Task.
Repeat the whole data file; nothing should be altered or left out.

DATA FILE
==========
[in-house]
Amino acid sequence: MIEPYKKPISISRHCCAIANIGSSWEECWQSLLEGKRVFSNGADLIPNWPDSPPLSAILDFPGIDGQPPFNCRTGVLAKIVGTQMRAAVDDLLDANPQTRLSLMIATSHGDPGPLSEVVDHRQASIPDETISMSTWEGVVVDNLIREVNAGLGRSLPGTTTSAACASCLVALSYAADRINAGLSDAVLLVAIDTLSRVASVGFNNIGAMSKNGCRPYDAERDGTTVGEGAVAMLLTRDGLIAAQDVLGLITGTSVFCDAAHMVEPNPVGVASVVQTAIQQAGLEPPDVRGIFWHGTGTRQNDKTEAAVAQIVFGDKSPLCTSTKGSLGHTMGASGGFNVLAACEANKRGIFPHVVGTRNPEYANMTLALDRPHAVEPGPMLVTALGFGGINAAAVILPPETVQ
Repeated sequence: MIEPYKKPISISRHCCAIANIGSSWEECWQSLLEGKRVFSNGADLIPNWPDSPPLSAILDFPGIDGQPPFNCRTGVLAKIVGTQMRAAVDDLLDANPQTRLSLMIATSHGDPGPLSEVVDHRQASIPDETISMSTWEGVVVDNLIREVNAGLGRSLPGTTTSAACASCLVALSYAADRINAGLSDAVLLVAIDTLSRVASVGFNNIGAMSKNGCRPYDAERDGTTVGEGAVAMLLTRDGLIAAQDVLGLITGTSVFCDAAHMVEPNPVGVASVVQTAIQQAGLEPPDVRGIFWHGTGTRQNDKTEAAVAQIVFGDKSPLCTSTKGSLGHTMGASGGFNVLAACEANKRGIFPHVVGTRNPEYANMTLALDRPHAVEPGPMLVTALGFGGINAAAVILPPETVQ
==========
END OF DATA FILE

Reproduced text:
[in-house]
Amino acid sequence: MIEPYKKPISISRHCCAIANIGSSWEECWQSLLEGKRVFSNGADLIPNWPDSPPLSAILDFPGIDGQPPFNCRTGVLAKIVGTQMRAAVDDLLDANPQTRLSLMIATSHGDPGPLSEVVDHRQASIPDETISMSTWEGVVVDNLIREVNAGLGRSLPGTTTSAACASCLVALSYAADRINAGLSDAVLLVAIDTLSRVASVGFNNIGAMSKNGCRPYDAERDGTTVGEGAVAMLLTRDGLIAAQDVLGLITGTSVFCDAAHMVEPNPVGVASVVQTAIQQAGLEPPDVRGIFWHGTGTRQNDKTEAAVAQIVFGDKSPLCTSTKGSLGHTMGASGGFNVLAACEANKRGIFPHVVGTRNPEYANMTLALDRPHAVEPGPMLVTALGFGGINAAAVILPPETVQ
Repeated sequence: MIEPYKKPISISRHCCAIANIGSSWEECWQSLLEGKRVFSNGADLIPNWPDSPPLSAILDFPGIDGQPPFNCRTGVLAKIVGTQMRAAVDDLLDANPQTRLSLMIATSHGDPGPLSEVVDHRQASIPDETISMSTWEGVVVDNLIREVNAGLGRSLPGTTTSAACASCLVALSYAADRINAGLSDAVLLVAIDTLSRVASVGFNNIGAMSKNGCRPYDAERDGTTVGEGAVAMLLTRDGLIAAQDVLGLITGTSVFCDAAHMVEPNPVGVASVVQTAIQQAGLEPPDVRGIFWHGTGTRQNDKTEAAVAQIVFGDKSPLCTSTKGSLGHTMGASGGFNVLAACEANKRGIFPHVVGTRNPEYANMTLALDRPHAVEPGPMLVTALGFGGINAAAVILPPETVQ